Three new inductees will enter the Southwestern College Leaders in Service Hall of Fame for the Social Sciences on Friday, April 15, in Deets Library on the Southwestern College campus.
The celebration will begin at 5:30 p.m., with the unveiling of plaques followed by dinner and the induction ceremony. There is limited seating available and RSVP is necessary. Contact Susan Lowe, director of alumni programs at SC, (620) 229-6334.
• Mary Kristine Lange Cheatum ’59 (1937-2010) was a social worker by profession, but her passion to make the world better extended throughout her life. She had a remarkable career as an activist and advocate on a wide range of progressive issues from the Cesar Chavez grape boycott to opposition to the war in Afghanistan. Over her 50-year career as a human rights and social justice activist, Cheatum campaigned, published numerous letters in major newspapers, protested, lobbied, volunteered, and marched. She was arrested five times for anti-nuclear civil disobedience at the Mercury and Los Alamos nuclear sites. She will be remembered by her family and friends as a tireless, joyful, hilarious, energetic woman with an indomitable spirit who added far more to this world than she took.
• Forrest J. Robinson ’44, Winfield, entered the Christian ministry in 1959 after serving in the United States Army. He was senior minister at both First United Methodist Church in Winfield and at First United Methodist Church in Wichita, where he worked for fairness on the important racial issues of housing and equal opportunity. He led in establishing an inter-institutional alternative energy program in the state and served as the governor’s liaison for economic development following his campaign for governor in 1974. He was interim president of Southwestern College, then became vice president for development, and later served as the Kansas Secretary on Aging. During his retirement he completed a nationwide lecture tour on his experiences as a liberator of Holocaust death camps during World War II.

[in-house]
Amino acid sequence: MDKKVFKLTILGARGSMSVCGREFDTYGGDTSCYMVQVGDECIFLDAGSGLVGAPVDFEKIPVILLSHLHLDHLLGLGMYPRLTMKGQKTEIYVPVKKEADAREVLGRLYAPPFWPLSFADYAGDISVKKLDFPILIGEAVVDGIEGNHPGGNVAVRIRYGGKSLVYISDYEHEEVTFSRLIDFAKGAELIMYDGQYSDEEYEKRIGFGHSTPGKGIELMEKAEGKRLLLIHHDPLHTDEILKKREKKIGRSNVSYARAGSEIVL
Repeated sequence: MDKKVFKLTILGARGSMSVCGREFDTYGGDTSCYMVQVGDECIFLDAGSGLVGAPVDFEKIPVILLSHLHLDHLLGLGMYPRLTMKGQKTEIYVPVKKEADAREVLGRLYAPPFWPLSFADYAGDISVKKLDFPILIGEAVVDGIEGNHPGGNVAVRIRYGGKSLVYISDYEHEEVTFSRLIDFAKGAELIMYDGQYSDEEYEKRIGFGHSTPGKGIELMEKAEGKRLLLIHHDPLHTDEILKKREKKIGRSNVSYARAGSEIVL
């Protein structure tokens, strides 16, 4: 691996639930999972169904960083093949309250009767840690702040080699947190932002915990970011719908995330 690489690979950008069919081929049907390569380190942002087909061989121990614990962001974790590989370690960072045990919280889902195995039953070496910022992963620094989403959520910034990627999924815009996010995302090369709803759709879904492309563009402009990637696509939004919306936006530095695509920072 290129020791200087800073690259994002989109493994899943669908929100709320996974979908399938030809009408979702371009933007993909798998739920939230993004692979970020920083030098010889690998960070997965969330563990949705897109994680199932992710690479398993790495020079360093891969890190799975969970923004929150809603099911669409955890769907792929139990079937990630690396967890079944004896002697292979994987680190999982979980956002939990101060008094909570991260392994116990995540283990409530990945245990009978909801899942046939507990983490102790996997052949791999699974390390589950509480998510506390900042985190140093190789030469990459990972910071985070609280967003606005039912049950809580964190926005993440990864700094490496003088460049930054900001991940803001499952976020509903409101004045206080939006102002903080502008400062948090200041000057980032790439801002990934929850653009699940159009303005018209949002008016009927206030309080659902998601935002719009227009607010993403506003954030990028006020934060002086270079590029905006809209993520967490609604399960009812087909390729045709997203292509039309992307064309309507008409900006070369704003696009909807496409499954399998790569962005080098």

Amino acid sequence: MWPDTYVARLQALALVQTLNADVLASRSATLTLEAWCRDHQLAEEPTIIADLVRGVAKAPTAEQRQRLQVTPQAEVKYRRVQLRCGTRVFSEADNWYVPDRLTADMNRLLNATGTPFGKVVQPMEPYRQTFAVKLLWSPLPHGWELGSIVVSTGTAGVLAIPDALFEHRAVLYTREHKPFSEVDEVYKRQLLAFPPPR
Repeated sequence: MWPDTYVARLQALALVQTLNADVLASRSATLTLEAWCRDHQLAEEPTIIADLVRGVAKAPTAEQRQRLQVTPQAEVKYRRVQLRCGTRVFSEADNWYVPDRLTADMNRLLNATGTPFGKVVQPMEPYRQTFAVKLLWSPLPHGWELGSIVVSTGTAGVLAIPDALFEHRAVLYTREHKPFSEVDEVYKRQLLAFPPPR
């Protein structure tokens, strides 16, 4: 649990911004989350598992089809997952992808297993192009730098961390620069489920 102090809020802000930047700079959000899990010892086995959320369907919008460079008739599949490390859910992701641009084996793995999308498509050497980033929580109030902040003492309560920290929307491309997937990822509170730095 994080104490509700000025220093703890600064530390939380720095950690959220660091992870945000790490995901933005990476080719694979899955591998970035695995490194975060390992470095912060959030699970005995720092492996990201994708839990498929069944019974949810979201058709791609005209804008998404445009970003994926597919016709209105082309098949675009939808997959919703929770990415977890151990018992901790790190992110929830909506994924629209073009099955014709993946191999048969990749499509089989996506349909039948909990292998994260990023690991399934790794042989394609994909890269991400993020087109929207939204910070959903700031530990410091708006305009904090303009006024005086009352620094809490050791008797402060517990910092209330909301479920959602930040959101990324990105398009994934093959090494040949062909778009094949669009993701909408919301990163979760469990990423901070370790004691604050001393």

• James J. “Jim” Shultz ’61, Richmond, Calif., exhibited diversity during his multi-faceted career, but underlying the diversities are continuities drawn from family (missionaries and farmers), church (values and truth speaking), and Southwestern College (speech skills and non-specialized intellectual curiosity). During the first quarter century after graduation, Shultz consulted with more than 50 organizations beginning with the YMCA during the 1960s. At the time of the U2 crisis he was arrested in the USSR for handing out Russian-language gospels in Moscow. The notoriety changed his life and launched a decade-long speaking tour. In the mid-1980s Shultz earned his special education credentials and began teaching students disabled by mental health problems. Special needs came home when his 19-year-old son suffered a severe traumatic brain injury, and Shultz helped him re-learn speech.